Kundu discusses issues people primarily with autism face but which can loosely apply to individuals with any sort of mental condition (e.g., depression, ADHD, bipolar disorder, etc.). He suggests ways in which to battle the stigmas which exist with regards to psychological conditions and mental health in the present day.
Every year, the Natural Sciences Council works to put on events that highlight the College of Natural Sciences’ many facets, including research, outreach, and creative ingenuity. This year’s Natural Sciences Week was held from February 27th to March 4th, and here are the highlights!
All of the obligations, sporadic explorations, and opportunities of a college student can make it easy to mask the importance of taking time for self-care. Ong provides a student’s take on self compassion in college and why we need to prioritize it.
With Spring Break coming up, massive amounts of students will reencounter the strange phenomenon of free time. This allows for exploration of the city of Austin. Frederick explores some of the unconventional and weird things to do in the weirdest city in Texas.
As citizens of the UT community, one of the easiest mechanisms students have to express their desires for change is through voting for representatives they want in Student Government. Shirvaikar assists in the voting process by breaking down the Student Government campaigns and what they are all about.
There are an overwhelming number of different paths to get from freshman year to graduation. From a Computer Science BSA with a certificate in Food and Society to a Textiles and Apparel Honors BS, students have a vast number of options to pick from. Langan consolidates the information by outlining the distinction between a BS and a BSA degree at UT and presents what each degree requires.
If you have seen people walking away from East mall with either bags of fruit, bunches of vegetables, or loafs of fresh bread, you have already seen the news. UT Farm stand is active and running. Birk brings more attention to this organization geared towards health and explains more about the farm-to-table movement.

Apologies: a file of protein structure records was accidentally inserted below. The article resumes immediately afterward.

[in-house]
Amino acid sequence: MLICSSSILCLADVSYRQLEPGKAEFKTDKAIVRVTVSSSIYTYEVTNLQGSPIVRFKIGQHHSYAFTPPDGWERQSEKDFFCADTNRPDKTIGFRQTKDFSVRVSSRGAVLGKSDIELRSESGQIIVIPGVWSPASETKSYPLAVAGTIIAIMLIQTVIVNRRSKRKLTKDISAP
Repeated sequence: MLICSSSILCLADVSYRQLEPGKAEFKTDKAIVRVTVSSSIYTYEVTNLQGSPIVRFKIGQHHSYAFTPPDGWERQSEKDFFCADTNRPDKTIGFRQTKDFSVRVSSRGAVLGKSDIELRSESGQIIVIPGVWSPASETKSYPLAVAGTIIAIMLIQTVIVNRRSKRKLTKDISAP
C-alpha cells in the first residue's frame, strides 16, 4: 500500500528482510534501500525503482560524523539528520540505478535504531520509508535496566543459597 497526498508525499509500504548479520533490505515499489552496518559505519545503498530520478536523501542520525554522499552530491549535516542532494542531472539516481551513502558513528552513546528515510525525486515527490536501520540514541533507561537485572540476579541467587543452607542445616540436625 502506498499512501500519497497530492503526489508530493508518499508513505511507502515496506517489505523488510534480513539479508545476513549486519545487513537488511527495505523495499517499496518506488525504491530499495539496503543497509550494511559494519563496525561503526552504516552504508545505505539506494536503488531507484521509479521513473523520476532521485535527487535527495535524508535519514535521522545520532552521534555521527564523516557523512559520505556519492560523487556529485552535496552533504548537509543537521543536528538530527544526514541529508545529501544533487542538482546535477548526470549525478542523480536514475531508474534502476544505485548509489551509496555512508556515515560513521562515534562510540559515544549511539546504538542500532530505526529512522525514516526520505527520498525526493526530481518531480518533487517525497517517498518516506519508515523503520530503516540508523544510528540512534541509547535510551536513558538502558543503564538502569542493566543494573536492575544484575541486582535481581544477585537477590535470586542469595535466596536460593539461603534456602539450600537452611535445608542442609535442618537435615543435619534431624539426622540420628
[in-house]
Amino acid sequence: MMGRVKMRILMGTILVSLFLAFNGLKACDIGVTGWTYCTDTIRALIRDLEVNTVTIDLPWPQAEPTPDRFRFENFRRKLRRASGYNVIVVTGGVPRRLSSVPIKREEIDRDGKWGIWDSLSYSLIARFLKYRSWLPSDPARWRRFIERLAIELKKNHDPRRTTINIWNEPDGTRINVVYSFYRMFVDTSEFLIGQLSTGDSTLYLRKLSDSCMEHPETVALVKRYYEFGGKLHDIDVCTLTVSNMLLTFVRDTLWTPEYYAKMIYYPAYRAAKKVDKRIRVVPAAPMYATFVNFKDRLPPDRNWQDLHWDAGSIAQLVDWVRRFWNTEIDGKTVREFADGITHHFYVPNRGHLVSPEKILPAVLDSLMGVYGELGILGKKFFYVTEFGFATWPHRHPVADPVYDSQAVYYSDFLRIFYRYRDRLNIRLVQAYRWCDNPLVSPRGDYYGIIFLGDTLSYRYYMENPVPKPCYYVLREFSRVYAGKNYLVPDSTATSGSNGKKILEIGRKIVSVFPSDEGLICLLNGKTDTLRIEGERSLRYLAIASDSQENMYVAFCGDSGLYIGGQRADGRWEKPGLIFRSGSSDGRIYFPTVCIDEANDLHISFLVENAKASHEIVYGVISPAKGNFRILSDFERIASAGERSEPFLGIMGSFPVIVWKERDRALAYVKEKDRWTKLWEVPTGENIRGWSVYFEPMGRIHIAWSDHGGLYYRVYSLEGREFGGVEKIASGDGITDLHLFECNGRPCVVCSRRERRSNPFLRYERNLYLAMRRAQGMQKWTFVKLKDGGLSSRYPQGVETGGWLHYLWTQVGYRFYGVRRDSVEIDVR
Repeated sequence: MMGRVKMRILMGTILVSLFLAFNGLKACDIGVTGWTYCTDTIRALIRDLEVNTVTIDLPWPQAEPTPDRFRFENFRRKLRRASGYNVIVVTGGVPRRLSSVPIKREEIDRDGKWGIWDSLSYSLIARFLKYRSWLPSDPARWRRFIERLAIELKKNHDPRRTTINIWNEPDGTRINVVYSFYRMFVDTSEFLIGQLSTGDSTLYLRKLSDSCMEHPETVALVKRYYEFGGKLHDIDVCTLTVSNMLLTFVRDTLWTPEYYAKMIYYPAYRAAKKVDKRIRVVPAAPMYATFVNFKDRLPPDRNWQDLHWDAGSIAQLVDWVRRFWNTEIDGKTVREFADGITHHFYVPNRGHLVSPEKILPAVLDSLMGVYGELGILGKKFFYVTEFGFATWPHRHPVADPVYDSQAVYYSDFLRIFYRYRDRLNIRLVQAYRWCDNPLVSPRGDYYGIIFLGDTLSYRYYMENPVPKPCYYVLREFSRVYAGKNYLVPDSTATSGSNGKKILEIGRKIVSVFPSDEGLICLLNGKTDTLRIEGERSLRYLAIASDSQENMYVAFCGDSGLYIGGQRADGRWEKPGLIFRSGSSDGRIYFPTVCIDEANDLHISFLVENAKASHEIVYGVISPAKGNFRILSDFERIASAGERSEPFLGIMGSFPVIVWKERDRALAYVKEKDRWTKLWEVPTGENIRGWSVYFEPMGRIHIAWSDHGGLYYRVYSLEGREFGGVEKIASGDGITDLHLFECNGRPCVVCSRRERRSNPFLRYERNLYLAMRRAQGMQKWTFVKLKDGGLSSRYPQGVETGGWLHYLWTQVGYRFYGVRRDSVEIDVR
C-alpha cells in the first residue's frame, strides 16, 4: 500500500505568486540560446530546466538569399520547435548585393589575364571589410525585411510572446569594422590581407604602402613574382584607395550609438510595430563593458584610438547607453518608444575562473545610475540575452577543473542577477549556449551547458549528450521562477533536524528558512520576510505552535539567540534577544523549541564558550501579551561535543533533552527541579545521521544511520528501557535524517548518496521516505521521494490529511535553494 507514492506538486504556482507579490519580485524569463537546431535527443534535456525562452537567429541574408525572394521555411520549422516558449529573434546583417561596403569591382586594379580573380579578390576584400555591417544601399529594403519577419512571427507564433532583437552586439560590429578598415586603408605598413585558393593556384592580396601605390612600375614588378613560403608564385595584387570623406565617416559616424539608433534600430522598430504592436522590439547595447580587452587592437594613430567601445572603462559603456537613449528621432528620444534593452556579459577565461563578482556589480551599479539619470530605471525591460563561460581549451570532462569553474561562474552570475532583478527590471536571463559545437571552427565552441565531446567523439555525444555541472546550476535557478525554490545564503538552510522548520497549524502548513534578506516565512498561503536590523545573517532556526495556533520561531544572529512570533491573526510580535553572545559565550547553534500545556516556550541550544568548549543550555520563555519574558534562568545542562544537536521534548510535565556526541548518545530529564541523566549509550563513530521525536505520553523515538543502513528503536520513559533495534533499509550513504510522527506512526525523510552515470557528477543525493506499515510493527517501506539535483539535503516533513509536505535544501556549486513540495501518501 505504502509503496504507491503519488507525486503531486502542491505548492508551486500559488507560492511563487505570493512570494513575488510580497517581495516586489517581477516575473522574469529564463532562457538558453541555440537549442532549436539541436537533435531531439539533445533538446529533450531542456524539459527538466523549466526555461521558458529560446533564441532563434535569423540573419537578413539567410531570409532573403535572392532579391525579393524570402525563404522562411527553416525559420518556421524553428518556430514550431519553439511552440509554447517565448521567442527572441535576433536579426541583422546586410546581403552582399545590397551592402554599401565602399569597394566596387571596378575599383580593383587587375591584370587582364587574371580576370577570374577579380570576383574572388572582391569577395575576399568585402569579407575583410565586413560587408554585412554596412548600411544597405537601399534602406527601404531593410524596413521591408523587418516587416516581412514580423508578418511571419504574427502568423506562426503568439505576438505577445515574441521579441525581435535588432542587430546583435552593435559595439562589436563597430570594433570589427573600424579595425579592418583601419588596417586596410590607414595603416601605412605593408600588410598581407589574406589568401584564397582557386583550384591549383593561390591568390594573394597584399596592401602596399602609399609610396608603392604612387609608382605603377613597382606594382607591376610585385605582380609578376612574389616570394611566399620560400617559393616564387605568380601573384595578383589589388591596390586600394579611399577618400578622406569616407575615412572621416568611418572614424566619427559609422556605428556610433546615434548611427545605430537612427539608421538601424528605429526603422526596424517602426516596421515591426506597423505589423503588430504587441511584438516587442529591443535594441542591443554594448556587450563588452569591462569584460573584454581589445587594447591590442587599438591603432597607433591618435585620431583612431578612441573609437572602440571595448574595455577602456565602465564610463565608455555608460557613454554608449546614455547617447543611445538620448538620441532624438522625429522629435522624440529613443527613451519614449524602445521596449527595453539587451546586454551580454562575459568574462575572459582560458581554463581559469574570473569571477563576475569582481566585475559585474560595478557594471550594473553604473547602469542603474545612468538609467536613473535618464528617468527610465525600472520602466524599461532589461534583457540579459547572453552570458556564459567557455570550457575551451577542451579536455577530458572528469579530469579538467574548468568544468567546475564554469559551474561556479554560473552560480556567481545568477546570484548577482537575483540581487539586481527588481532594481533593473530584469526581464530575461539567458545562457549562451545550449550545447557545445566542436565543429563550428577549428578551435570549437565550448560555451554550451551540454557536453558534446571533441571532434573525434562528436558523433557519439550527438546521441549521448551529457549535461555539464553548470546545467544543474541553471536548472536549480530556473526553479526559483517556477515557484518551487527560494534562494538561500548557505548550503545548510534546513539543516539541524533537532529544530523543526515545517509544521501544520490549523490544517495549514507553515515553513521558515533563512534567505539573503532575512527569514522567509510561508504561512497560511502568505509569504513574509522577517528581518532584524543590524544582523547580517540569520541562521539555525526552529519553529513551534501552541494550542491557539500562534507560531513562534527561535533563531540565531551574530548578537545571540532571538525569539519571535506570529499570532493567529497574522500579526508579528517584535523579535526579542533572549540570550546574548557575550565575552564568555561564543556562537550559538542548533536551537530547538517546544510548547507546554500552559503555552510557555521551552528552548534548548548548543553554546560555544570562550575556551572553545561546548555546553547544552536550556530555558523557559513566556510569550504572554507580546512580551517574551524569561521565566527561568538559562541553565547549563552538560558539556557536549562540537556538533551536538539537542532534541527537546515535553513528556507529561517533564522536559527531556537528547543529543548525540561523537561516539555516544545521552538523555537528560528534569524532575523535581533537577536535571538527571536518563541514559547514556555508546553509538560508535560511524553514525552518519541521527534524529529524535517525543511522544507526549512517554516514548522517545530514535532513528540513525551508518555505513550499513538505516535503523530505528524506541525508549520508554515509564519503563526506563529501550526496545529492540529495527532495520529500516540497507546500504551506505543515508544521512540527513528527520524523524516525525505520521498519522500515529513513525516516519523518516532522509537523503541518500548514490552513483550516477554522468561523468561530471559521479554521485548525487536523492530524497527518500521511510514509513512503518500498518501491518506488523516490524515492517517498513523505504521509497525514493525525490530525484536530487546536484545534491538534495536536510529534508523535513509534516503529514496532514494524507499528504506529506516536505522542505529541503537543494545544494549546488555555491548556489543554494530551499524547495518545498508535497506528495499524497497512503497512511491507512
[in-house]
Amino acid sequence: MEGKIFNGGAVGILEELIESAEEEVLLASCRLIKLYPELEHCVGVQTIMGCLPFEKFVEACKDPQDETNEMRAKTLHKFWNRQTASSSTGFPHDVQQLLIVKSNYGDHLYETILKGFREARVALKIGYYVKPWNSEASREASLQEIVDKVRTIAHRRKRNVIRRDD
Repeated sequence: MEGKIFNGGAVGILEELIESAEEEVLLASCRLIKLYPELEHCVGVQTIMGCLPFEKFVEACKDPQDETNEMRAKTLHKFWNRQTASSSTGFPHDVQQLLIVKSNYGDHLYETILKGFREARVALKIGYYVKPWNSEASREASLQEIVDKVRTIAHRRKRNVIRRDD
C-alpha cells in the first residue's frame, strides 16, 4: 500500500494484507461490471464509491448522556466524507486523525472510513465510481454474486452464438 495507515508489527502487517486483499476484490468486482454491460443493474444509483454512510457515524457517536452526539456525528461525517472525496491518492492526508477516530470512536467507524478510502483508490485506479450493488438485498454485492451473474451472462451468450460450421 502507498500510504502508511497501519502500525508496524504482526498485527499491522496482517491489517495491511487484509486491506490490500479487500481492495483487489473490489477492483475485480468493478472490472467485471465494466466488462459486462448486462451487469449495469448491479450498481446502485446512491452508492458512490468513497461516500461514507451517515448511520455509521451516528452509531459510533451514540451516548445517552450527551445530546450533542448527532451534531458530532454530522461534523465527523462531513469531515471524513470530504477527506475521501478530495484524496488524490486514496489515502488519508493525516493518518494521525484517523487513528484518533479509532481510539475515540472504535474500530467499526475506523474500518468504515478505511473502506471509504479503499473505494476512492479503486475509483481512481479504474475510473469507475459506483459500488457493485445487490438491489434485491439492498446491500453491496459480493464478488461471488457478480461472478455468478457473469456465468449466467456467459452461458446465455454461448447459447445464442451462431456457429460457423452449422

With an overwhelming amount of studying, activities, opportunities in college, it's easy to spread oneself too thin. Frederick addresses the time commitments college students face and provides a scoring system for a reader to determine just how busy your semester may be.
Stork pokes fun at the trials of the Pre-Med student, a feeling many students in the College of Natural Sciences can relate to. From Grey's Anatomy obsessions to parents asking for diagnoses, Stork covers many of the hiliarious aspects of studying to go into medicine.
Since Uber left Austin, citizens and college-budgeted students have been trying to fill the void left behind in the ride-sharing industry. Shah outlines some alternatives to Uber, noting benefits and downsides to each.
Tran steps through UT's Recovery Housing Initiative, a effort made on behalf of the university to provide a safe and helpful environment for those (students or professors) recovering from substance abuse.
Interviewers only get to see a small sliver of an individual and have to extrapolate a character from such little information. Scherer provides some helpful tips on how to make that small sliver well presented, from what you wear to how you prepare.